Do you think of new technology? Flashy add-ons? Trendy menus? Today’s product innovations, like the growth they generate, are often incremental and fleeting. R&D spending rose 5.1 percent in 2015 and yet revenue for the same companies increased less than 1 percent. Technology diffusion and globalization are making it harder than ever to stay a step ahead of the competition. And, the radical transparency of the digital world favors “Excellent” reviews over brand loyalty. So what are today’s best, most innovative brands doing to stay distinct and relevant? They’re diving into the experience.
Going beyond the product
Companies are creating new value and gaining brand loyalty not by focusing on specific product features or design, but by reimagining the broader experience of how customers use their products. Car service Uber didn’t change the vehicle or retrain the drivers; it fundamentally changed how you order, meet and pay for rides. Airbnb didn’t redesign the travel portal or the hotel; it completely rethought how people can find the room they need. The list goes on: Snapchat changed news consumption. Warby Parker fashioned eyewear without big name designers. And while Gillette is looking at one more blade on the razor, innovator Dollar Shave Club shook up the market with a simple, low-cost mail subscription model.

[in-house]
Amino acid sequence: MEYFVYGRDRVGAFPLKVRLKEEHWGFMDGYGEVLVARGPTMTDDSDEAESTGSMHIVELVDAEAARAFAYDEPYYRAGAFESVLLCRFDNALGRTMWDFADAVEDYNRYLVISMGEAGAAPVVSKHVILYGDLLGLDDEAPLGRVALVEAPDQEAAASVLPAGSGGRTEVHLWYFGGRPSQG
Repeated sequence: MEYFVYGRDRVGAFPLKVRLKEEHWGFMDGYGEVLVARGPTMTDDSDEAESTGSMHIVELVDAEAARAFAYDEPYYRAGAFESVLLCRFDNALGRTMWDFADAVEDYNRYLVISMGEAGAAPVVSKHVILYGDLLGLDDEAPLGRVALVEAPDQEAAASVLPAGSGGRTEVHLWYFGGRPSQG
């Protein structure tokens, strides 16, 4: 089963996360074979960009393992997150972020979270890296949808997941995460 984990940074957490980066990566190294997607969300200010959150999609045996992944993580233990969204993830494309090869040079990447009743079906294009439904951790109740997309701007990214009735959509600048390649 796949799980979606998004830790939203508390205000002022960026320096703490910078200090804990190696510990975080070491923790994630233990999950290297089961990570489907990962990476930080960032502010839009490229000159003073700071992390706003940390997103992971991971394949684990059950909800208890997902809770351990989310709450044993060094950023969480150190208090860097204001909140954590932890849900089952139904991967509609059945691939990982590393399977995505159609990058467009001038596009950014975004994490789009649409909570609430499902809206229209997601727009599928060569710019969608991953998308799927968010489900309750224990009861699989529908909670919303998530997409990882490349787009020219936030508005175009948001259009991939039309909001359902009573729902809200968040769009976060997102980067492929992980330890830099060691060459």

Even legendary product innovation leaders see that they can increase sales by improving the experience. Nike is innovating the fitness experience and the community, not just the shoe. Tesla lets you buy a car using a digital signature, request home delivery and schedule services with roaming technicians who can remotely diagnose issues.
Warby Parker saw that purchasing fashion eyewear is cumbersome and made expensive by the specialist optometry channel. So it redesigned the buying process, from beginning to end, to work over the web. Warby Parker embodies the creative potential of great experience innovation, from the $95 price, to the donation of glasses to those in need for every frame purchased.
Even traditional players see that innovating the experience creates real rewards. Progressive recognized that insurance can be a boring arm’s-length relationship until you have an accident, where its on-site accident assistance provides huge relief in a stressful and unfamiliar situation. In each case, these companies redesigned the customer experience — not just the traditional product features — to address unmet needs, create “talk-worthiness” and drive differentiation and growth.
By opening the product lens to take a broader view, each of these companies discovered adjacencies that wrap around their products or services to create an immersive environment. These companies have mastered a new discipline that we refer to as “experience innovation.” They are taking a broader view of their customers’ lives and how they interact with products to create new and unexpected “signature” moments. These experience innovators are solving customer problems in a way unique to their brands, with a rich array of experiences that surround and connect to the core offer. Increasingly, experience innovation trumps product innovation.
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